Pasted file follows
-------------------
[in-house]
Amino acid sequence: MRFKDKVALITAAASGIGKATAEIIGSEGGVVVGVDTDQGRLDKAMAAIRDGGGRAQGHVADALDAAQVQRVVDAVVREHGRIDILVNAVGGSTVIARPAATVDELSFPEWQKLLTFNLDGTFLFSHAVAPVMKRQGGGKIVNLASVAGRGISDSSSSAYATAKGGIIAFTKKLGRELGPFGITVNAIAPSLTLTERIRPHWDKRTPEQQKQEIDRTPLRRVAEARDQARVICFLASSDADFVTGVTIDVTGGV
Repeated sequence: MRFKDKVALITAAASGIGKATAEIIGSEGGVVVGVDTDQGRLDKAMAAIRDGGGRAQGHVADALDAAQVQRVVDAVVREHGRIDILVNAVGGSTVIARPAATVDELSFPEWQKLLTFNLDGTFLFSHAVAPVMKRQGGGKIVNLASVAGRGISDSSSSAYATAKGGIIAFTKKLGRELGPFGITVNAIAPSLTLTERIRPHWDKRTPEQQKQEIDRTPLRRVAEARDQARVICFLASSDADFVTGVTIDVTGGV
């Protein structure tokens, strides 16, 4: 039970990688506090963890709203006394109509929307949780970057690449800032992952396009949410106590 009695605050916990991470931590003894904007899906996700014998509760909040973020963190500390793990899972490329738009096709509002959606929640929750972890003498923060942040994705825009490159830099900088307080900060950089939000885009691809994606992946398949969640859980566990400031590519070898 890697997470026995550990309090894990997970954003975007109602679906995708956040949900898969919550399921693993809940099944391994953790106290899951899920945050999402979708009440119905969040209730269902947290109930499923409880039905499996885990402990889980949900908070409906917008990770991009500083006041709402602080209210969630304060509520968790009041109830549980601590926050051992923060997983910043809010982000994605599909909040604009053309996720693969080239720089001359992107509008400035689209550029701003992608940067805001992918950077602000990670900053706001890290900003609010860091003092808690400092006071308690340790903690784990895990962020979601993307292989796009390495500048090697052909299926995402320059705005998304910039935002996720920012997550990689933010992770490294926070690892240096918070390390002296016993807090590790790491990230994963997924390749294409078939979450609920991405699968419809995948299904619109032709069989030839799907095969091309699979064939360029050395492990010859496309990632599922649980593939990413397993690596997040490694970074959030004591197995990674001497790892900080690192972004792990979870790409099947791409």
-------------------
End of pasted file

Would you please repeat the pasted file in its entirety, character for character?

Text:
[in-house]
Amino acid sequence: MRFKDKVALITAAASGIGKATAEIIGSEGGVVVGVDTDQGRLDKAMAAIRDGGGRAQGHVADALDAAQVQRVVDAVVREHGRIDILVNAVGGSTVIARPAATVDELSFPEWQKLLTFNLDGTFLFSHAVAPVMKRQGGGKIVNLASVAGRGISDSSSSAYATAKGGIIAFTKKLGRELGPFGITVNAIAPSLTLTERIRPHWDKRTPEQQKQEIDRTPLRRVAEARDQARVICFLASSDADFVTGVTIDVTGGV
Repeated sequence: MRFKDKVALITAAASGIGKATAEIIGSEGGVVVGVDTDQGRLDKAMAAIRDGGGRAQGHVADALDAAQVQRVVDAVVREHGRIDILVNAVGGSTVIARPAATVDELSFPEWQKLLTFNLDGTFLFSHAVAPVMKRQGGGKIVNLASVAGRGISDSSSSAYATAKGGIIAFTKKLGRELGPFGITVNAIAPSLTLTERIRPHWDKRTPEQQKQEIDRTPLRRVAEARDQARVICFLASSDADFVTGVTIDVTGGV
């Protein structure tokens, strides 16, 4: 039970990688506090963890709203006394109509929307949780970057690449800032992952396009949410106590 009695605050916990991470931590003894904007899906996700014998509760909040973020963190500390793990899972490329738009096709509002959606929640929750972890003498923060942040994705825009490159830099900088307080900060950089939000885009691809994606992946398949969640859980566990400031590519070898 890697997470026995550990309090894990997970954003975007109602679906995708956040949900898969919550399921693993809940099944391994953790106290899951899920945050999402979708009440119905969040209730269902947290109930499923409880039905499996885990402990889980949900908070409906917008990770991009500083006041709402602080209210969630304060509520968790009041109830549980601590926050051992923060997983910043809010982000994605599909909040604009053309996720693969080239720089001359992107509008400035689209550029701003992608940067805001992918950077602000990670900053706001890290900003609010860091003092808690400092006071308690340790903690784990895990962020979601993307292989796009390495500048090697052909299926995402320059705005998304910039935002996720920012997550990689933010992770490294926070690892240096918070390390002296016993807090590790790491990230994963997924390749294409078939979450609920991405699968419809995948299904619109032709069989030839799907095969091309699979064939360029050395492990010859496309990632599922649980593939990413397993690596997040490694970074959030004591197995990674001497790892900080690192972004792990979870790409099947791409």